About this course
According to Islamic tradition, the Quran is not simply an inspired scripture. It is a divine book brought down from heaven by the angel Gabriel to the Prophet Muhammad, and its message is the key to heaven. Join us for an exploration of the scripture that is the word of God to over a billion people.
This course will introduce you to various aspects of the Quran, including its basic message, the historical context in which it originated, the diverse ways in which Muslims have interpreted it, and its surprisingly intimate relationship with the Bible. By the end of the course, you will gain an appreciation for the perspectives of Muslim believers and academic scholars alike on the origins and the meaning of the Islamic scripture. No background in Islam or Arabic is necessary for this course.
Join us as we discover a text which inspires many and remains at the heart of fascinating scholarly debates.
What you'll learn
- Basic organization, structure, and literary style of the Quran
- The Quran’s role within Islam and its meaning to Muslims
- Traditional Islamic and critical academic perspectives on the origin of the Quran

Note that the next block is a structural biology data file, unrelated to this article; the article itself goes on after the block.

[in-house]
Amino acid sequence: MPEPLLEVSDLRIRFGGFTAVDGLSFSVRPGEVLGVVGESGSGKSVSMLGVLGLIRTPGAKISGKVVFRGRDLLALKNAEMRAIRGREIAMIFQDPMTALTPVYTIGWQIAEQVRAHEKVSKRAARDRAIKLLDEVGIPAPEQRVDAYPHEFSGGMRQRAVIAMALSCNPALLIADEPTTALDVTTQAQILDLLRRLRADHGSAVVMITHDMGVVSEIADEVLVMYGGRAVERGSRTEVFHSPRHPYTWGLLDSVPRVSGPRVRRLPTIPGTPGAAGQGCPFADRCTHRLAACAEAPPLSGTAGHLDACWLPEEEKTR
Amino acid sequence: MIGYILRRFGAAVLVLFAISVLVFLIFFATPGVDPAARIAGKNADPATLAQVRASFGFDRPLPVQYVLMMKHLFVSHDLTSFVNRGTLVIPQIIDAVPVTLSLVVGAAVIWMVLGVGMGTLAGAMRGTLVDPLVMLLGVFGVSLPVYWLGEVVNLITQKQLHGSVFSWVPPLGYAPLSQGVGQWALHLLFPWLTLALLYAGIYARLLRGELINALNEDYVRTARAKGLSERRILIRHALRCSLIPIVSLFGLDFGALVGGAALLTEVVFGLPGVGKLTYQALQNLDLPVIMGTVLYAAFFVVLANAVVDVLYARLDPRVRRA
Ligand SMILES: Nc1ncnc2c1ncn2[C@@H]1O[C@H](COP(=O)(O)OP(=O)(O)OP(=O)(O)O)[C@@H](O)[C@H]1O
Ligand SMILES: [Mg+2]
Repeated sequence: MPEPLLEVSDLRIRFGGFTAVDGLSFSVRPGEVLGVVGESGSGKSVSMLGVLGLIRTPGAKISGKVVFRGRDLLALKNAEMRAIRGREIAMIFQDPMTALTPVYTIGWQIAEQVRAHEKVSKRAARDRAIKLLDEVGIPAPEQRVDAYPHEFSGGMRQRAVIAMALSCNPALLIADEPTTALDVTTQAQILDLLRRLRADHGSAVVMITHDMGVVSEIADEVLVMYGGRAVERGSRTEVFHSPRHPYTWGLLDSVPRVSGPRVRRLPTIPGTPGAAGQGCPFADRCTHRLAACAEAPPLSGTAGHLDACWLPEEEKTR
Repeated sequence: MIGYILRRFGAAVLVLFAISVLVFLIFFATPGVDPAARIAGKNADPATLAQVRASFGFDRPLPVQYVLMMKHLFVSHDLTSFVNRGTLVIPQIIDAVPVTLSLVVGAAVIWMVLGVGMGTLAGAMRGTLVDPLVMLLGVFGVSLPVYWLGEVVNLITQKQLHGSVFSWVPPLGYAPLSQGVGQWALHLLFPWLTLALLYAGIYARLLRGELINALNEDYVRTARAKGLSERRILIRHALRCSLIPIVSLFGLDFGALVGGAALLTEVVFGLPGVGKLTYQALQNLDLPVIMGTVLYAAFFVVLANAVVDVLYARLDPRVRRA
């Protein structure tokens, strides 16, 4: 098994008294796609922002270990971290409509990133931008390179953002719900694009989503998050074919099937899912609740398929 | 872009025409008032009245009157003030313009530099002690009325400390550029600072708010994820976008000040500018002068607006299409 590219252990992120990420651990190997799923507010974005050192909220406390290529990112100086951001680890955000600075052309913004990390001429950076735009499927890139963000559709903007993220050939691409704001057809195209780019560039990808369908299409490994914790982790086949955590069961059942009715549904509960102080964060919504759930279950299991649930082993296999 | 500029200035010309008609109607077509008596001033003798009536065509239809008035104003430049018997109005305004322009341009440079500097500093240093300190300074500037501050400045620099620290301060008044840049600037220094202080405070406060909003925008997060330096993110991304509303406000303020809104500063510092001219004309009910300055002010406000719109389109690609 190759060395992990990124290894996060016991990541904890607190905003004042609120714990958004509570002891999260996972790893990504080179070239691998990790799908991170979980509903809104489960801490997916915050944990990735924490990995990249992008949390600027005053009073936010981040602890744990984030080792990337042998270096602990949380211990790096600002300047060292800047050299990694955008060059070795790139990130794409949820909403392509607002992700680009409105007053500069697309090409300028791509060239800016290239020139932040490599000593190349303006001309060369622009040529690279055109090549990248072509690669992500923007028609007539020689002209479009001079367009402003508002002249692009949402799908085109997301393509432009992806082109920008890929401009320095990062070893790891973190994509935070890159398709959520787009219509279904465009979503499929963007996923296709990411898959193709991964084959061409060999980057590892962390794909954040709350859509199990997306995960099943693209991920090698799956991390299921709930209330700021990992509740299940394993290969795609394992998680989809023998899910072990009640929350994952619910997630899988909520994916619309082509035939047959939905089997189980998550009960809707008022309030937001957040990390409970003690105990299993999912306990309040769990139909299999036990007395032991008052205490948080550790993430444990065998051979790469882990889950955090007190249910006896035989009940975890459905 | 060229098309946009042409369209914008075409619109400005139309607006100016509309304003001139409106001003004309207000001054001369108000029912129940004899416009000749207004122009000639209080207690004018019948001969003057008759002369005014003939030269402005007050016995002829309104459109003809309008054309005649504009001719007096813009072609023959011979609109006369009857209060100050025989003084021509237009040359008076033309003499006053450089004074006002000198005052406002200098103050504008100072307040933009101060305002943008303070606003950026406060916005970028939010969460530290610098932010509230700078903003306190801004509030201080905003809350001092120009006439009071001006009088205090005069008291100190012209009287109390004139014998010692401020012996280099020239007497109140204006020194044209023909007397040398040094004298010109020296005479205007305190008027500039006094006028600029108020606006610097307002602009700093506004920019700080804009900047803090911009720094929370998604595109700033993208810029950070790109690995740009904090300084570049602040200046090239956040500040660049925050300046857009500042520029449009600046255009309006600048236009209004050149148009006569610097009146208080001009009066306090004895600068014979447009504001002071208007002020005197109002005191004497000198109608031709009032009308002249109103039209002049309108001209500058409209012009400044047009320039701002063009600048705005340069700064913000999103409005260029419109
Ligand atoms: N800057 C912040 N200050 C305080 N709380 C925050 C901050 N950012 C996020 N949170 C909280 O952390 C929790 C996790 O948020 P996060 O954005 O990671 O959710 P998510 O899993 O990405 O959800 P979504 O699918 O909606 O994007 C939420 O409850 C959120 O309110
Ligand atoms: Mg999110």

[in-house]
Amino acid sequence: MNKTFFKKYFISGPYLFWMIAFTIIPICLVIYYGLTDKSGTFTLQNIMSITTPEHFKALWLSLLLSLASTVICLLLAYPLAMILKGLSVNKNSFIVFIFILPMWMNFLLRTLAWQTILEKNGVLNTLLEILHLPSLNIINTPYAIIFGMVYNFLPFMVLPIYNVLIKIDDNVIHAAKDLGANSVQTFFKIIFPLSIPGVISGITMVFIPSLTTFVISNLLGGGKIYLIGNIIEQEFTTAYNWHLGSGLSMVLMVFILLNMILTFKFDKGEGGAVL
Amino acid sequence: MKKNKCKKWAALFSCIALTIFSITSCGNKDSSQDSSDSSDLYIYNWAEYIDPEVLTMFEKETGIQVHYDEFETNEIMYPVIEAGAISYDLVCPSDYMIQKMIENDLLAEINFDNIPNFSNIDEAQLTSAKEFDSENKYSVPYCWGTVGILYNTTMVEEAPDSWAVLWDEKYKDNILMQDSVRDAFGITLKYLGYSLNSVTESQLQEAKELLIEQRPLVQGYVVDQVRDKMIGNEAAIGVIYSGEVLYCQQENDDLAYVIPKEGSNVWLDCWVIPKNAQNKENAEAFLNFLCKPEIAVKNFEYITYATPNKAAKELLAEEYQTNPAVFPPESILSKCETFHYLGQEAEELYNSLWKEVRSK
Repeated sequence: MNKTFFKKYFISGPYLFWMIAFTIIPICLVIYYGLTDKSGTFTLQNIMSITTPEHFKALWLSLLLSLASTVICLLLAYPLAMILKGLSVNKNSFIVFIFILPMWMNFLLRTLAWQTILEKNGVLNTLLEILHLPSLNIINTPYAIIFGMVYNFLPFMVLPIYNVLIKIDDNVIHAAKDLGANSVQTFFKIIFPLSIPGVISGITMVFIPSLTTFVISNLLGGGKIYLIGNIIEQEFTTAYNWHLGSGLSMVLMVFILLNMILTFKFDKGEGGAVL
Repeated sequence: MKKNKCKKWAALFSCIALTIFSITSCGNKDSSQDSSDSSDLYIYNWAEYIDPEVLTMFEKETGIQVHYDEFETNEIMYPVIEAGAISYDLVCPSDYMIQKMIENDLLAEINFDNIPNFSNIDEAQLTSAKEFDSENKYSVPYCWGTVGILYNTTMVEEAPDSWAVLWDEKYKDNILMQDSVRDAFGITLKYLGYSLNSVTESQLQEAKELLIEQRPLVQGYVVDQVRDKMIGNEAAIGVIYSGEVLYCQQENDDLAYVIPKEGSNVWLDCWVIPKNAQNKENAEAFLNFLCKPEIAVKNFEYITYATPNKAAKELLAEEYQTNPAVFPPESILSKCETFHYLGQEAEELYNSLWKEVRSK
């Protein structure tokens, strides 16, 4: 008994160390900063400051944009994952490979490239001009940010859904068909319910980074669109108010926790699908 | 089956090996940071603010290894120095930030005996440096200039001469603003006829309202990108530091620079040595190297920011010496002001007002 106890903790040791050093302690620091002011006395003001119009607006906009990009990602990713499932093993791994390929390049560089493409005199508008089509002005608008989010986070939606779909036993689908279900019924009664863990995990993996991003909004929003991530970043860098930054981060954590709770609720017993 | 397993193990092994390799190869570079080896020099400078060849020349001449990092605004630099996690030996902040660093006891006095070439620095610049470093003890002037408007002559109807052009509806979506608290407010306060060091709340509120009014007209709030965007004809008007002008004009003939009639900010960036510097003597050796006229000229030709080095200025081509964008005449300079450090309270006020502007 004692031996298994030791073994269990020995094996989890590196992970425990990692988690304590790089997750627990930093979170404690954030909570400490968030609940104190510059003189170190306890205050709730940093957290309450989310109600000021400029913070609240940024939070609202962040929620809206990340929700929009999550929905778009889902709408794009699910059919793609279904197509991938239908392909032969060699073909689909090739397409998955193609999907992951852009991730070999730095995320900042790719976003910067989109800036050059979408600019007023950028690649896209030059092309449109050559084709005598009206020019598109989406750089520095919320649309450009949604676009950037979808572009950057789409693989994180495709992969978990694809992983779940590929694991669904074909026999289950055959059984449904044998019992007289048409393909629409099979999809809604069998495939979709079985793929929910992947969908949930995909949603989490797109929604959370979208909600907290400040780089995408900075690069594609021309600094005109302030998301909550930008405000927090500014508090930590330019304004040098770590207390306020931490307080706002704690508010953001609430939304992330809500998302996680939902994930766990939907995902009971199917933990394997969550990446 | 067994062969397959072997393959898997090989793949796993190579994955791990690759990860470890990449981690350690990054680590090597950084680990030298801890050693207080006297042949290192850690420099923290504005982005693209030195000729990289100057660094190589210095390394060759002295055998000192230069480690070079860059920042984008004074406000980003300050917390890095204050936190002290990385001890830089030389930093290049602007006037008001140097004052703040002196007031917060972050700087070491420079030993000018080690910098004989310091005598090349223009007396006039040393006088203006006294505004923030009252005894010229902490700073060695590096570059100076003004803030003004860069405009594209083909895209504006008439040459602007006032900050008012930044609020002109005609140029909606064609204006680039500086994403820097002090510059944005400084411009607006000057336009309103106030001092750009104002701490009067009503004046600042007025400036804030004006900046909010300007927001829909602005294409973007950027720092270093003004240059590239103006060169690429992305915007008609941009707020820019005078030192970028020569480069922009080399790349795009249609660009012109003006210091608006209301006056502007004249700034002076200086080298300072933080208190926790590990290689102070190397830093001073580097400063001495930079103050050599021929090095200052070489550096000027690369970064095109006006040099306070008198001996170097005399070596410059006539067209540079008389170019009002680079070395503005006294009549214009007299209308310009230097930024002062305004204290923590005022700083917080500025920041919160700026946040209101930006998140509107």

- Strategies utilized within the Quran to construct persuasive arguments
- Place of Biblical characters and traditions within the Quran
- Analysis of the Quran from an academic perspective
Introduction to the shape of the Quran (its chapters or “Suras” and verses, the traditional classification of those chapters as “Meccan” or “Medinan”) and its literary qualities, especially rhyme.
Week 2: Themes of the Quran
Examination of the major elements of the Quranic message: punishment stories, heaven and hell, divine signs in nature, and arguments for its own validity as divine scripture.
Week 3: The God of the Quran
Consideration of the Quran’s insistence on a God who is transcendent and powerful; introduction to the “unforgivable sin” of associating something with God and to the Quran’s accusations against Christians of theological errors.
Week 4: The Context of the Quran’s Origins
Discussion of Islamic traditions of pre-Islamic Arabia and the birth and career of Muhammad; discussion of the ways in which later Muslims constructed his biography with special attention to the story of his night journey to Jerusalem.
Week 5: The Revelation, Proclamation, and Codification of the Quran
Introduction to both traditional Islamic and western academic perspectives on the question of how the Quran became a written text as we know it now.
Week 6: Exegesis of the Quran
Examination of the principal methods of Islamic commentary on the Quran, including the classical period, the modern and contemporary period, and a reflection on the role of the Quran in shaping Islamic law.
Week 7: Hebrew Bible / Old Testament Figures
Consideration of the ways in which the Quran presents characters from the Old Testament including Adam, Noah, and Moses.
Week 8: New Testament and Christianity
Discussion of the Quranic presentation of New Testament figures such as Jesus and the disciples, and of Christians and the Bible more generally.
Week 9: Concluding Lecture and Exam
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